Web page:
Two scientific discoveries this week could have vanadium investors looking at the specialty metal in a whole new light.
According to an article in Science Daily, scientists at the IBM-Stanford Spintronic Science and Applications Center (SpinAps) tested the propensity for vanadium dioxide to act as a metal insulator at low temperatures. They found that applying an external electric field could yield faster and more energy-efficient electronic devices.
“This would be the basis for an ultrafast electronic switch, in which devices would be activated so quickly that very little energy would be lost through dissipation,” said Nagaphani Aetukuri of SpinAps.
“Our results outlined the electronic properties that govern the metal-insulator transitions in vanadium dioxide and identified for the first time the respective roles of the Pi-symmetry and delta-symmetry electron orbitals,” Aetukuri added.
Meanwhile a group at the Harvard School of Engineering and Applied Sciences has created a thin-film coating made from vanadium dixoide, that conceals its own temperature from thermal cameras, said LaserFocusWorld. The discovery could have military applications, whereby soldiers could use the coating as a kind of thermal comouflage that allows them to covertly communicate their locations, according to the publication.
Vanadium is used most commonly as an alloy in steelmaking, or as a catalyst in manufacturing sulfuric acid. The metal is also used in vanadium flow batteries, which employ vanadium pentoxide and are large, liquid-filled tanks used to store energy for power grids.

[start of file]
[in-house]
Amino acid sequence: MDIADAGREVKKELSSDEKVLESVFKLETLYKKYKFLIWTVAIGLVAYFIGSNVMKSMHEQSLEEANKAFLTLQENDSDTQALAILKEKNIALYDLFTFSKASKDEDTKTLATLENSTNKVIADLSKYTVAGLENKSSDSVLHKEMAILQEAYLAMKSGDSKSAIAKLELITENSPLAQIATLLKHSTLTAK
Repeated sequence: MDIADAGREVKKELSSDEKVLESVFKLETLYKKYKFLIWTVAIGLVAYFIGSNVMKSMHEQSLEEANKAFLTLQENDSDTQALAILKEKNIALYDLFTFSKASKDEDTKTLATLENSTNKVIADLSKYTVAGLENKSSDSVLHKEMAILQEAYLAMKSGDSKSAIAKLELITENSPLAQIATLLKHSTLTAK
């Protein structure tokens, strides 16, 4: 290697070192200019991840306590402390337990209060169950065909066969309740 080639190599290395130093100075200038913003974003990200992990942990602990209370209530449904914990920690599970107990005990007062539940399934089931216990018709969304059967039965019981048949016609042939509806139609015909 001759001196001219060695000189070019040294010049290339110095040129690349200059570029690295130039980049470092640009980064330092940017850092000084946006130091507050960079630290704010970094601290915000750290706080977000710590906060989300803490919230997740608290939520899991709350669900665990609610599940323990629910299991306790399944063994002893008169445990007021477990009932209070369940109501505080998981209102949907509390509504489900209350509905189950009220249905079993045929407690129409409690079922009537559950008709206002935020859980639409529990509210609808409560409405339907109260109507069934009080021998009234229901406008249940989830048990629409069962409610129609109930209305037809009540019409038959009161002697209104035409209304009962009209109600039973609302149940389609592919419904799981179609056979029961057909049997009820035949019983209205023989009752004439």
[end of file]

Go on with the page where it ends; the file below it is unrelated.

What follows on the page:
American Vanadium (TSXV:AVC), which is developing the Gibellini Project in Nevada — America’s only vanadium mine —and has an agreement to sell CellCube vanadium redox flow batteries in North America, earlier this month announced it did a private placement with Dundee Corp (TSX:DC.A). According to the press release, Dundee acquired 6 million units of American Vanadium at $0.50 per unit, along with half a warrant per share exercisable at $0.80. Dundee now holds a 13.85 percent interest in the company before warrants are exercised.
American Vanadium also said this week that it has increased the size of a previously announced private placement by up to $2 million. Proceeds will go towards sales and marketing of vanadium redox flow batteries, mine design, environmental permitting and general working capital.
Largo Resources (TSXV:LGO), the company aiming to put the Maracás vanadium project in Brazil into production, this week announced it has connected an 11- megawatt, 86-kilometer electrical power line to the national grid. Now that the power line is complete, the company said it will soon be able to start commissioning of the crushing system. Construction at the $235-million project started a year ago; once complete, it is expected to produce an average 11,400 tonnes of vanadium oxide per year.
SteelOrbis reported that Chinese steelmaker Panang Group Steel Vanadium & Titanium Co. increased its operating revenue by 6 percent in Q3, while its net profit increased 7-fold. However, the company’s year to date operating revenue and net profit was down by a respective 1.97 and 20.11 percent.
Chinese ferrovanadium prices stabilized this week due to a buying slowdown from steel mills, as a result of overcapacity, Metal-Pages reported. Prices were unchanged from last week, with 50 percent -grade ferrovanadium in a range of RMB 81,000 to 83,000 per tonne. European ferrovanadium prices were down 1.39 percent, to between $24.50 and $25 a kilogram, while US ferrovanadium was unchanged, at between $12 and $12.40 a kilogram, according to data from Metal-Pages.
Securities Disclosure: I, Andrew Topf, hold no direct investment interest in any company mentioned in this article.